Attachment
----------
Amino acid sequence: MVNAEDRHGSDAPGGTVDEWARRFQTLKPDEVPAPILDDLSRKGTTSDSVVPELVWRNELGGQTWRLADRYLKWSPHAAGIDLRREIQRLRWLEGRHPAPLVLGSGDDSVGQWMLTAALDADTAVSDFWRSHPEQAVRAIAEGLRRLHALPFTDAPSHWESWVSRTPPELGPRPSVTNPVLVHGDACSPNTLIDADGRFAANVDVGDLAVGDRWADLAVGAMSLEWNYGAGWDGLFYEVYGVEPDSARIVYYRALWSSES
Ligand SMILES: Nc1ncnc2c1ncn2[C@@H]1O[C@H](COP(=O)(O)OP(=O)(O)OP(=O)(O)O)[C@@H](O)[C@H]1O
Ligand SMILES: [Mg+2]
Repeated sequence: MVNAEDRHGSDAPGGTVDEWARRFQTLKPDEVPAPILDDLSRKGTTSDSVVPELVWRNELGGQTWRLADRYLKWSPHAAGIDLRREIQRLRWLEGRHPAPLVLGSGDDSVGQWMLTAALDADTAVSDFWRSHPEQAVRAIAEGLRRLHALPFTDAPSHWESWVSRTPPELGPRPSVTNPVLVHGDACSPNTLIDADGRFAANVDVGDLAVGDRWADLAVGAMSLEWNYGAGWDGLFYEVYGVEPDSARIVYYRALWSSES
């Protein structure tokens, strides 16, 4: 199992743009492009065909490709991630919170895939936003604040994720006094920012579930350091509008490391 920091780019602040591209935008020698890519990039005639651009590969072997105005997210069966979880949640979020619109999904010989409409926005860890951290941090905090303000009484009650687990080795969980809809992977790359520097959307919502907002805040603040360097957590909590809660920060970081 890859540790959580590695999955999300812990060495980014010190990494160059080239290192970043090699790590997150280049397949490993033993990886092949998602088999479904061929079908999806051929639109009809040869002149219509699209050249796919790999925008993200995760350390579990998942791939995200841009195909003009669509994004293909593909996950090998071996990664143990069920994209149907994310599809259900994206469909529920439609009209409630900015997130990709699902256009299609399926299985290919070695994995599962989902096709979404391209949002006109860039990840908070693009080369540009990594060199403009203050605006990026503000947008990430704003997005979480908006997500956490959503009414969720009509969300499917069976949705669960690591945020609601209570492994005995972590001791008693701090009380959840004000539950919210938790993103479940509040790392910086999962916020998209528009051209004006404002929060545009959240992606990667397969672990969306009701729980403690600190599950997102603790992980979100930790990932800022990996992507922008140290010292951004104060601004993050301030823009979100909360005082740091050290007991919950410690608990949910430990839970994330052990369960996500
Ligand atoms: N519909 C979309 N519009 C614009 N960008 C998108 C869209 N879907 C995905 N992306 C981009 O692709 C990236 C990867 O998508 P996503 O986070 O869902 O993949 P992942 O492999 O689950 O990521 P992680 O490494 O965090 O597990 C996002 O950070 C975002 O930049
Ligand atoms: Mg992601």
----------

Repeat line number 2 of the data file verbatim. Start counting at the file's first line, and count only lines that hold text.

Ligand SMILES: Nc1ncnc2c1ncn2[C@@H]1O[C@H](COP(=O)(O)OP(=O)(O)OP(=O)(O)O)[C@@H](O)[C@H]1O